The Many Worlds of Gothic Style, Part Two

by bria4123 on January 27, 2012


Saint Bernard was not amused. He wasn’t a guy anyone wanted to make mad. St Bernard was spearheading the growth of the Cistercian monastic order from one abbey to over 350 with tireless propaganda that he penned from his little cell under a staircase at Clairvaux. Bernard had clout with the Pope–he could threaten to get you excommunicated. An excommunicated person was like a computer without its power supply.

It seemed to start innocently. St Bernard and Abbot Suger wanted to renovate the Abbey at Saint Denis, and Suger wanted to install stained glass windows in order to bathe the altar in light (please see Part One). The above picture is one of the original windows in its chapel. No problem, right?

Most scholars think Suger was influenced by a philosopher named Plotinus. He lived in Alexandria, Egypt, around 200CE. Alexandria was the second largest city in the Roman Empire, and it had a diverse population, which included Greeks, Jews and mystics. Plotinus was from the mystical cloth, and he wrote that everything in the universe issued from The One. The One emanated early on as divine light. Suger probably felt that surrounding the altar with stained glass windows would infuse the Mass with the most sacred patterns in nature.

But look at the elegant patterns around the people in the above picture–the fancy designs take up more space.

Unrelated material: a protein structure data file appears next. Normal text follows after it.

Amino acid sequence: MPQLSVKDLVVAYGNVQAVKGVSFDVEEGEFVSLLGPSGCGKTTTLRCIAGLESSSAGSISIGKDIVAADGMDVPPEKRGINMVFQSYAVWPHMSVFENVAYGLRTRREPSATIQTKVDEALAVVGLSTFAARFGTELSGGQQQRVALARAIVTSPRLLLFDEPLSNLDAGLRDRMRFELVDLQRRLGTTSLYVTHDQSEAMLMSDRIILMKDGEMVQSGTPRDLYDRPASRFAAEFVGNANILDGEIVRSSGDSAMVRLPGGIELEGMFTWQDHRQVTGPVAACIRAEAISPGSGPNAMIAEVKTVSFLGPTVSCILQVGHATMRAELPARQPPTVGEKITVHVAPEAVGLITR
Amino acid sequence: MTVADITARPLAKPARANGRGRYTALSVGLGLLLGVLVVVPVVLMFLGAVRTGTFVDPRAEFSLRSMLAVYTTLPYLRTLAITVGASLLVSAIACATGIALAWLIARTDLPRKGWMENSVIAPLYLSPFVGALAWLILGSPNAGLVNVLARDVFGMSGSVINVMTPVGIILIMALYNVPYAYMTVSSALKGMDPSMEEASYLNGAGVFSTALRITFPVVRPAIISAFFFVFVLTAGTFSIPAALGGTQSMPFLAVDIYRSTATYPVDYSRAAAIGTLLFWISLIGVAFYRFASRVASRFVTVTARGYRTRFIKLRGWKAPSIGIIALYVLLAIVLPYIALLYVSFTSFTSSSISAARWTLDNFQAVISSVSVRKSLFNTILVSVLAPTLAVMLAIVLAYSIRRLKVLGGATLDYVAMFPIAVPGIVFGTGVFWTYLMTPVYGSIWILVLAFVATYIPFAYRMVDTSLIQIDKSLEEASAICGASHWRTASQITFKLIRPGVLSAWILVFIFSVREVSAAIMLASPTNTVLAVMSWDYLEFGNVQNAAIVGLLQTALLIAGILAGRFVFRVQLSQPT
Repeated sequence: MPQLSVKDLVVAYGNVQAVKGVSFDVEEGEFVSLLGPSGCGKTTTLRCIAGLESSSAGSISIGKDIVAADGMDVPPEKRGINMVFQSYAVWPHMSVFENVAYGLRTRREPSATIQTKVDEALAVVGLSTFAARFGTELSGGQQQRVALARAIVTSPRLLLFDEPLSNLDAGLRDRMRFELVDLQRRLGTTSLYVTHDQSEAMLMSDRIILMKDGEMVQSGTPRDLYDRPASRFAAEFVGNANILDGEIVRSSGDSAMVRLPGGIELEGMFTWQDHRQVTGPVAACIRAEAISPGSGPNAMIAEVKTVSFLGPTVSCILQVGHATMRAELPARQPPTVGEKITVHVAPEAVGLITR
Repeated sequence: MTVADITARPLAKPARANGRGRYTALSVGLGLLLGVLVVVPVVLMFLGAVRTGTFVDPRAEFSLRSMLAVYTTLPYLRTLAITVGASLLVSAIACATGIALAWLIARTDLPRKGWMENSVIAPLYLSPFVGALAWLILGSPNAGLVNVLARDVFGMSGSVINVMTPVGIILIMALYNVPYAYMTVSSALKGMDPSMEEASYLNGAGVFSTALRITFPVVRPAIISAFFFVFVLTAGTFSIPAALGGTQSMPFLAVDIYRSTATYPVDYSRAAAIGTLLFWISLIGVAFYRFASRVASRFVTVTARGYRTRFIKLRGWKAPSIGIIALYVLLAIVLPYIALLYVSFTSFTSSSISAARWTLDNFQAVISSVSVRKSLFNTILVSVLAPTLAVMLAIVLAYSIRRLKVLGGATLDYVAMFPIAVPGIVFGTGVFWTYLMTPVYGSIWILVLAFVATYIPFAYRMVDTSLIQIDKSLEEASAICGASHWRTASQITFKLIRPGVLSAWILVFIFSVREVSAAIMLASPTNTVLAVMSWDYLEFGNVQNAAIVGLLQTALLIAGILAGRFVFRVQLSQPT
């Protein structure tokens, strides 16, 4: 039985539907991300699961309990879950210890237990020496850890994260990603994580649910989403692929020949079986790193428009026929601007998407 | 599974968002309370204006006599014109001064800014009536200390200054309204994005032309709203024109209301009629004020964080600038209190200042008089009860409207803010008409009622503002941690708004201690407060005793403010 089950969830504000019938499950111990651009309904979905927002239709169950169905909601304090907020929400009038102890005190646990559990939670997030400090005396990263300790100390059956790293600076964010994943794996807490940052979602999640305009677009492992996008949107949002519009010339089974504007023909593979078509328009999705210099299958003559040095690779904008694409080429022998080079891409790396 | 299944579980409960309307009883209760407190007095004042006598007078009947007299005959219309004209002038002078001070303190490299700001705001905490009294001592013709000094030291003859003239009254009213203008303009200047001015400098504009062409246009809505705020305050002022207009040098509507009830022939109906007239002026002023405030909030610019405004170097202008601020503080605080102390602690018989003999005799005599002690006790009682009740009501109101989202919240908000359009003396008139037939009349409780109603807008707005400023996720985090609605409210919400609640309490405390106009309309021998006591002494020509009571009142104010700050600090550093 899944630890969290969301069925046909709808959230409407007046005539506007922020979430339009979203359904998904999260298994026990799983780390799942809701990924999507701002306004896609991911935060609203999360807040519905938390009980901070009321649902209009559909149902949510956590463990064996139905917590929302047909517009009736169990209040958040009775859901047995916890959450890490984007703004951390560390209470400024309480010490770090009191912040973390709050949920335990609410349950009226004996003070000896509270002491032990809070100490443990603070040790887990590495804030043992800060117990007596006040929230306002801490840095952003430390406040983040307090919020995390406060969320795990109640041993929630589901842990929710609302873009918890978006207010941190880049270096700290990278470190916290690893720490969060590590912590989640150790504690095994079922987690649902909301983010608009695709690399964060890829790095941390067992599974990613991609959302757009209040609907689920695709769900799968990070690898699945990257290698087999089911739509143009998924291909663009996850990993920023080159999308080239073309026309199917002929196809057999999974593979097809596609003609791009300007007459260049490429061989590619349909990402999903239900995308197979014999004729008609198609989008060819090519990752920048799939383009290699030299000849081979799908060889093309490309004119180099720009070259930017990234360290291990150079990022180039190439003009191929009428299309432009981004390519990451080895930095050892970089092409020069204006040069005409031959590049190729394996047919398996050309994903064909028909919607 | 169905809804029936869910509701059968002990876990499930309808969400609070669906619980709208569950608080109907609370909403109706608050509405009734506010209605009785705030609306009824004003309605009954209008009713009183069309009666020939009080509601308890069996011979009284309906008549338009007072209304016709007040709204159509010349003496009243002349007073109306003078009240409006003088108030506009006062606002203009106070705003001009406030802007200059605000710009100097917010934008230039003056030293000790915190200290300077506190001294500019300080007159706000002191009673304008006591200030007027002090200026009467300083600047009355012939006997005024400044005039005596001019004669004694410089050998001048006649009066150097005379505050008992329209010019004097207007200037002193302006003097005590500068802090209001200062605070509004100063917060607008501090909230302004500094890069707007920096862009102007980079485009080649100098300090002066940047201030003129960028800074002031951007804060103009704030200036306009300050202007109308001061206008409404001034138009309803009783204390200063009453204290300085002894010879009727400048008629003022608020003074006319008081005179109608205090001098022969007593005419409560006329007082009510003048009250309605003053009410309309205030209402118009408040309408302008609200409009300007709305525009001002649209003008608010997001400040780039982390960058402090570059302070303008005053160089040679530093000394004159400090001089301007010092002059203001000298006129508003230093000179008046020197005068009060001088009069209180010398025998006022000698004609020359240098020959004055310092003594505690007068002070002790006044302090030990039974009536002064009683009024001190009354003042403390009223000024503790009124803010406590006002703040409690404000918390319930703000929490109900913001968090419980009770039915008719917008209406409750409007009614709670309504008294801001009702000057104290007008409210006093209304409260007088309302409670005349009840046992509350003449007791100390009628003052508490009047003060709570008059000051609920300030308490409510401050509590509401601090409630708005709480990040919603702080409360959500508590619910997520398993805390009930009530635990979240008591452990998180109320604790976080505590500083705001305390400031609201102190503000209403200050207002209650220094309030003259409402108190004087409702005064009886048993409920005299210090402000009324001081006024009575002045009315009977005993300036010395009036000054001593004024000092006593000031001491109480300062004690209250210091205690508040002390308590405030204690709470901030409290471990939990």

The above picture would have pleased St Bernard more. It’s one of the oldest stained glass windows in Germany, in the Cathedral of Augsburg. It focuses only on an Old Testament prophet, and gives him the gravity of a king. It’s regal  and simple.

Suger wrote ecstatically about the sacred beauty he created in his abbey. Bernard ranted. Instead of making people focus on God and simple pious living, Suger’s designs enchanted folks with elegance that rivaled palaces and upper class women’s gowns.

But a new world was emerging. Towns had been growing since the late 10th century, with more merchants, and increasing amounts of money and literacy. The new elegant windows appealed to wealthy people’s love of finery. They also made interiors brighter, and allowed analytical merchants to see the details of masses.

My favorite thing about Gothic style is it appeals to multiple perspectives. It’s both spiritual and sensual. It was inspired by fusions of Plotinus’ mysticism with Christianity. But it also appealed to the increasingly worldly life of medieval cities. St Bernard must have spun in his grave, but more people were singing in churches and in the streets. Gothic art ventured beyond the intensions of its founders, and towards the modern world.

But Gothic cathedrals mixed the old and new in other ways. We’ll explore more of one of the world’s greatest art forms in the next post.

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